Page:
Velocity of Sound in Dry Air
|Sound is a vibration that travels through an elastic medium as a wave. The speed of sound describes how far this wave travels in a given amount of time. In dry air at 20 °C (68 °F), the speed of sound is 343 meters per second (1,125 ft/s). This equates to 1,236 kilometers per hour (768 mph) or about one mile in five seconds. This figure for air (or any given gas) increases with gas temperature (equations are given below), but is nearly independent of pressure or density for a given gas. For different gases, the speed of sound is dependent on the mean molecular weight of the gas, and to a lesser extent upon the ways in which the molecules of the gas can store heat energy from compression (since sound in gases is a type of compression). |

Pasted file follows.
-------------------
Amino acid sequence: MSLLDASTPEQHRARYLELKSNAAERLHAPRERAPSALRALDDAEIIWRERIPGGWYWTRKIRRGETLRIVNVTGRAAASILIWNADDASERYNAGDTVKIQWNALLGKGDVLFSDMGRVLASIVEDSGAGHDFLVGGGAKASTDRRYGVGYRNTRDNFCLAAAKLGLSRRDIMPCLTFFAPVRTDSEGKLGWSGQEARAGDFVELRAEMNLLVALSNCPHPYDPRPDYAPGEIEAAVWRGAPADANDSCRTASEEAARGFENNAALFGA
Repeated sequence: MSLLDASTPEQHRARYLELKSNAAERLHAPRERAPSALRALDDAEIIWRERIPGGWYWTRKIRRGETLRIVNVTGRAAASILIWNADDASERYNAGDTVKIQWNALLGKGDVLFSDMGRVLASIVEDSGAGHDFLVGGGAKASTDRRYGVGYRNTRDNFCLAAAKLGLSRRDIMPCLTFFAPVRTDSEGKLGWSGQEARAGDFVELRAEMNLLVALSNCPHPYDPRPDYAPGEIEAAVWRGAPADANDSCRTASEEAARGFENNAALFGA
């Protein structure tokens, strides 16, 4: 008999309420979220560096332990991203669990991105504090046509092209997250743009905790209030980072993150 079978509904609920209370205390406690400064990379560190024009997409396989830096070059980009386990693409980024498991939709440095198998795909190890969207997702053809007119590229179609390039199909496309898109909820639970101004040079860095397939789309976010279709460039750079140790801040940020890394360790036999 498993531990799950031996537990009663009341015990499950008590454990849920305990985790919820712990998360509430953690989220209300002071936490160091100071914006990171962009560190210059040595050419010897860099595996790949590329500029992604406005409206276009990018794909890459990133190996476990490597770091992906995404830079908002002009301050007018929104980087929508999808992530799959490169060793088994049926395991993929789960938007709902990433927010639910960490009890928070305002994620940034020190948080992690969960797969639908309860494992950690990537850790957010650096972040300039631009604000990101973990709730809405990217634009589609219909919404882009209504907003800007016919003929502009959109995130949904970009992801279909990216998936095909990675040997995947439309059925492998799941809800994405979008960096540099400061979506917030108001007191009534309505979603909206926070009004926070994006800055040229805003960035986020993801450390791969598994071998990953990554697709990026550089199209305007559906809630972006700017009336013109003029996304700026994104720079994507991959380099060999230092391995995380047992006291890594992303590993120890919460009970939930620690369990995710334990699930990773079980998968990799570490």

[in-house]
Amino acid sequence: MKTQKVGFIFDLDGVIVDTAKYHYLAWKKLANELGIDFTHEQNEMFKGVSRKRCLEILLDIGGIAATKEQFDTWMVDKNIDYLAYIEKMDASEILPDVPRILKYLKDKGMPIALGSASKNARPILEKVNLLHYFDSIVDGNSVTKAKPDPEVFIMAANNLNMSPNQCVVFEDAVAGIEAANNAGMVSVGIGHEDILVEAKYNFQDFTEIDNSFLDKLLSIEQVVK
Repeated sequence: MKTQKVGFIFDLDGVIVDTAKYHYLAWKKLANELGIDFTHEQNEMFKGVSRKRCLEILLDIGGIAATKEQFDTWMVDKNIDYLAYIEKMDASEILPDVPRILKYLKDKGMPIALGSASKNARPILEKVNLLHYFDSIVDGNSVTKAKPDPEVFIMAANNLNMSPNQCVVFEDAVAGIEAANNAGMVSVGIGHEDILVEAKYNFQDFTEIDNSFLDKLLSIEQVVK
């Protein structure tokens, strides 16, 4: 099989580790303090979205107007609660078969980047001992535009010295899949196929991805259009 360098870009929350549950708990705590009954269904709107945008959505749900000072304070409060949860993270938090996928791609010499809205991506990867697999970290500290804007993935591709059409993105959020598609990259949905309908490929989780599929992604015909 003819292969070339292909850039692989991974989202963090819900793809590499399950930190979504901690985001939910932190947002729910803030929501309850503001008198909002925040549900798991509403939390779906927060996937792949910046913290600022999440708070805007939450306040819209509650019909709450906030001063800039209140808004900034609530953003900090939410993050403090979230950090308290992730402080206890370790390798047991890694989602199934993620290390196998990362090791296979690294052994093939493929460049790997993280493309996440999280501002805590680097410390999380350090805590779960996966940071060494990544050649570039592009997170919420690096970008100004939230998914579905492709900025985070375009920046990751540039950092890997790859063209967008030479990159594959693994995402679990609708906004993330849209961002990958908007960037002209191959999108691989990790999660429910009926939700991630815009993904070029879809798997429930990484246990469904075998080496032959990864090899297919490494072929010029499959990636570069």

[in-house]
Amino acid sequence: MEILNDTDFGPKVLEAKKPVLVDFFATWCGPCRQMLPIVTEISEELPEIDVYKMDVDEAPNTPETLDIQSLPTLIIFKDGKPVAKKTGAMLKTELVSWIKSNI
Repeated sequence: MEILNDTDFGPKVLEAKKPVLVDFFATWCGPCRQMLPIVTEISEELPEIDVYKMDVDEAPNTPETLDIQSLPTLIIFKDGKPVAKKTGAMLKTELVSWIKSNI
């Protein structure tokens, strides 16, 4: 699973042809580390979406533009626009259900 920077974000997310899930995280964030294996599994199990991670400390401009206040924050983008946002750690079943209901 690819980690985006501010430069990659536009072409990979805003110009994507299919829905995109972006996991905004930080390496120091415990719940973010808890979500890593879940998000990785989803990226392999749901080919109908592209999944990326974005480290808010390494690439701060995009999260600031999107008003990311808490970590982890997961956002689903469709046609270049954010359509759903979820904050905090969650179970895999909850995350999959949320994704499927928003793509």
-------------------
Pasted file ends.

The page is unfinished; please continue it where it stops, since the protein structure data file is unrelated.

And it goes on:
Although "the speed of sound" is commonly used to refer specifically to the speed of sound waves in air, the speed of sound can be measured in virtually any substance. Sound travels faster in liquids and non-porous solids than it does in air, traveling about 4.4 times faster in water than in air. -Wikipedia
Data only applies to dry air, with air being treated as a perfect gas.
Information from CRC Handbook of Chemistry and Physics, 7 first Edition, 1990-1991, David R. Lide
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